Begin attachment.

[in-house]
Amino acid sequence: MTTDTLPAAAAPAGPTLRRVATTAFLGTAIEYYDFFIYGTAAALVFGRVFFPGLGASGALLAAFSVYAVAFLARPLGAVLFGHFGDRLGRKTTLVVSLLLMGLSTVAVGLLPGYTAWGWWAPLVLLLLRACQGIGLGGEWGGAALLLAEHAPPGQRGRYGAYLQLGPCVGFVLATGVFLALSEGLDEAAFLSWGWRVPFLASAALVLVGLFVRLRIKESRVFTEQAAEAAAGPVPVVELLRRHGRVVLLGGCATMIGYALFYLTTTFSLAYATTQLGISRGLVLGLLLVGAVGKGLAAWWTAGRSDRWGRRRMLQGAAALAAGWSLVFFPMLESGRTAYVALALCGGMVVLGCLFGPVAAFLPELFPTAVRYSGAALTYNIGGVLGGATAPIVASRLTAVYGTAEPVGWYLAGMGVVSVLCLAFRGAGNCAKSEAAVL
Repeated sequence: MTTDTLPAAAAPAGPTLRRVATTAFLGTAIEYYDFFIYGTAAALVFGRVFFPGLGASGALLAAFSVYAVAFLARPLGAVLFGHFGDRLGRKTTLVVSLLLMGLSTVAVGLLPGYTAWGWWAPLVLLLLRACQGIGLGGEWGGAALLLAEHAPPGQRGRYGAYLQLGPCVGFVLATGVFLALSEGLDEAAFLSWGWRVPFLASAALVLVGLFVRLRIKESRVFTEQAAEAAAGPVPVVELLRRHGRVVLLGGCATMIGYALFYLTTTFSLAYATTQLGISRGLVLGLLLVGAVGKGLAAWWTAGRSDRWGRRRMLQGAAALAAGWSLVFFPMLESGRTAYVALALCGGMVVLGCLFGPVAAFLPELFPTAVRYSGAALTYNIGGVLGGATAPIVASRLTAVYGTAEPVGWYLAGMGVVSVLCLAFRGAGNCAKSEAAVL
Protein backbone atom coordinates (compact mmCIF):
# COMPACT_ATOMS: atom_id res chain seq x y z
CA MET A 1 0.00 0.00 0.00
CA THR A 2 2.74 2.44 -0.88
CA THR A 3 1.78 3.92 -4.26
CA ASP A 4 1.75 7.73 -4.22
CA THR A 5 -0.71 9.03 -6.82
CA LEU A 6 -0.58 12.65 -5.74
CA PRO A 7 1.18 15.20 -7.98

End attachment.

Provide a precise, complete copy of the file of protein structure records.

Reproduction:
[in-house]
Amino acid sequence: MTTDTLPAAAAPAGPTLRRVATTAFLGTAIEYYDFFIYGTAAALVFGRVFFPGLGASGALLAAFSVYAVAFLARPLGAVLFGHFGDRLGRKTTLVVSLLLMGLSTVAVGLLPGYTAWGWWAPLVLLLLRACQGIGLGGEWGGAALLLAEHAPPGQRGRYGAYLQLGPCVGFVLATGVFLALSEGLDEAAFLSWGWRVPFLASAALVLVGLFVRLRIKESRVFTEQAAEAAAGPVPVVELLRRHGRVVLLGGCATMIGYALFYLTTTFSLAYATTQLGISRGLVLGLLLVGAVGKGLAAWWTAGRSDRWGRRRMLQGAAALAAGWSLVFFPMLESGRTAYVALALCGGMVVLGCLFGPVAAFLPELFPTAVRYSGAALTYNIGGVLGGATAPIVASRLTAVYGTAEPVGWYLAGMGVVSVLCLAFRGAGNCAKSEAAVL
Repeated sequence: MTTDTLPAAAAPAGPTLRRVATTAFLGTAIEYYDFFIYGTAAALVFGRVFFPGLGASGALLAAFSVYAVAFLARPLGAVLFGHFGDRLGRKTTLVVSLLLMGLSTVAVGLLPGYTAWGWWAPLVLLLLRACQGIGLGGEWGGAALLLAEHAPPGQRGRYGAYLQLGPCVGFVLATGVFLALSEGLDEAAFLSWGWRVPFLASAALVLVGLFVRLRIKESRVFTEQAAEAAAGPVPVVELLRRHGRVVLLGGCATMIGYALFYLTTTFSLAYATTQLGISRGLVLGLLLVGAVGKGLAAWWTAGRSDRWGRRRMLQGAAALAAGWSLVFFPMLESGRTAYVALALCGGMVVLGCLFGPVAAFLPELFPTAVRYSGAALTYNIGGVLGGATAPIVASRLTAVYGTAEPVGWYLAGMGVVSVLCLAFRGAGNCAKSEAAVL
Protein backbone atom coordinates (compact mmCIF):
# COMPACT_ATOMS: atom_id res chain seq x y z
CA MET A 1 0.00 0.00 0.00
CA THR A 2 2.74 2.44 -0.88
CA THR A 3 1.78 3.92 -4.26
CA ASP A 4 1.75 7.73 -4.22
CA THR A 5 -0.71 9.03 -6.82
CA LEU A 6 -0.58 12.65 -5.74
CA PRO A 7 1.18 15.20 -7.98